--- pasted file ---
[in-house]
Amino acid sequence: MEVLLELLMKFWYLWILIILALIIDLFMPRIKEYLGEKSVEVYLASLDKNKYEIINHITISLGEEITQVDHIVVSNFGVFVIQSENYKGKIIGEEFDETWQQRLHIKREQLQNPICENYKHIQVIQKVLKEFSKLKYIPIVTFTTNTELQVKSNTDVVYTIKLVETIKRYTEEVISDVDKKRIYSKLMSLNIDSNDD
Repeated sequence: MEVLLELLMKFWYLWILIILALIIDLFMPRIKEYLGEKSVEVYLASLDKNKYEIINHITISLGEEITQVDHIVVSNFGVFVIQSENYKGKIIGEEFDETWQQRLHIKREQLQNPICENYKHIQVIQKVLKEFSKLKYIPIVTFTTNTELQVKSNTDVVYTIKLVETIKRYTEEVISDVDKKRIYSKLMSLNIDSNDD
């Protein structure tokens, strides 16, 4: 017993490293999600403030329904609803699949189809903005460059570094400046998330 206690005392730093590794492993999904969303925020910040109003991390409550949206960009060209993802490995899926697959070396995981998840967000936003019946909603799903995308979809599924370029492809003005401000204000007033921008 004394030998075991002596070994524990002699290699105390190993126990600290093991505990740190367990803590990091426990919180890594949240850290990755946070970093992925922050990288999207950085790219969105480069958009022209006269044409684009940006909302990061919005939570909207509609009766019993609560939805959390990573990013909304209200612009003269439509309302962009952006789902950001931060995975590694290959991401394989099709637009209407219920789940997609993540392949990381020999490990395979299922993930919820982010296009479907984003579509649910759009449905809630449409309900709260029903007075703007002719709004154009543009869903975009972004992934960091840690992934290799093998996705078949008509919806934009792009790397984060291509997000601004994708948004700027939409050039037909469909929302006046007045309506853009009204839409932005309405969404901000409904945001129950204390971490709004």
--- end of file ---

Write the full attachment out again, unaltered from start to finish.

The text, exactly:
[in-house]
Amino acid sequence: MEVLLELLMKFWYLWILIILALIIDLFMPRIKEYLGEKSVEVYLASLDKNKYEIINHITISLGEEITQVDHIVVSNFGVFVIQSENYKGKIIGEEFDETWQQRLHIKREQLQNPICENYKHIQVIQKVLKEFSKLKYIPIVTFTTNTELQVKSNTDVVYTIKLVETIKRYTEEVISDVDKKRIYSKLMSLNIDSNDD
Repeated sequence: MEVLLELLMKFWYLWILIILALIIDLFMPRIKEYLGEKSVEVYLASLDKNKYEIINHITISLGEEITQVDHIVVSNFGVFVIQSENYKGKIIGEEFDETWQQRLHIKREQLQNPICENYKHIQVIQKVLKEFSKLKYIPIVTFTTNTELQVKSNTDVVYTIKLVETIKRYTEEVISDVDKKRIYSKLMSLNIDSNDD
């Protein structure tokens, strides 16, 4: 017993490293999600403030329904609803699949189809903005460059570094400046998330 206690005392730093590794492993999904969303925020910040109003991390409550949206960009060209993802490995899926697959070396995981998840967000936003019946909603799903995308979809599924370029492809003005401000204000007033921008 004394030998075991002596070994524990002699290699105390190993126990600290093991505990740190367990803590990091426990919180890594949240850290990755946070970093992925922050990288999207950085790219969105480069958009022209006269044409684009940006909302990061919005939570909207509609009766019993609560939805959390990573990013909304209200612009003269439509309302962009952006789902950001931060995975590694290959991401394989099709637009209407219920789940997609993540392949990381020999490990395979299922993930919820982010296009479907984003579509649910759009449905809630449409309900709260029903007075703007002719709004154009543009869903975009972004992934960091840690992934290799093998996705078949008509919806934009792009790397984060291509997000601004994708948004700027939409050039037909469909929302006046007045309506853009009204839409932005309405969404901000409904945001129950204390971490709004």